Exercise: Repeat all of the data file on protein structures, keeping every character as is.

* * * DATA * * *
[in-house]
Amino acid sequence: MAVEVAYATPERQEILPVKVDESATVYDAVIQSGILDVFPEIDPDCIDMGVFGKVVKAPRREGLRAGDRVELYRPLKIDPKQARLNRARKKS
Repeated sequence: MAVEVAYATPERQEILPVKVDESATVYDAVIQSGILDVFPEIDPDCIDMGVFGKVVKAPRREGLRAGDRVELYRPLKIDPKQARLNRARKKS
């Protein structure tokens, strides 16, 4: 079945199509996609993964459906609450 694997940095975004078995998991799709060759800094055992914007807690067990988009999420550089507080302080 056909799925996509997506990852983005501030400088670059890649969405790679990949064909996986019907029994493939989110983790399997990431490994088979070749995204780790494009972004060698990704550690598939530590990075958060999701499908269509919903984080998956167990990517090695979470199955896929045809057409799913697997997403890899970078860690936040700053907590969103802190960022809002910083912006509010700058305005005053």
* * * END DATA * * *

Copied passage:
[in-house]
Amino acid sequence: MAVEVAYATPERQEILPVKVDESATVYDAVIQSGILDVFPEIDPDCIDMGVFGKVVKAPRREGLRAGDRVELYRPLKIDPKQARLNRARKKS
Repeated sequence: MAVEVAYATPERQEILPVKVDESATVYDAVIQSGILDVFPEIDPDCIDMGVFGKVVKAPRREGLRAGDRVELYRPLKIDPKQARLNRARKKS
């Protein structure tokens, strides 16, 4: 079945199509996609993964459906609450 694997940095975004078995998991799709060759800094055992914007807690067990988009999420550089507080302080 056909799925996509997506990852983005501030400088670059890649969405790679990949064909996986019907029994493939989110983790399997990431490994088979070749995204780790494009972004060698990704550690598939530590990075958060999701499908269509919903984080998956167990990517090695979470199955896929045809057409799913697997997403890899970078860690936040700053907590969103802190960022809002910083912006509010700058305005005053």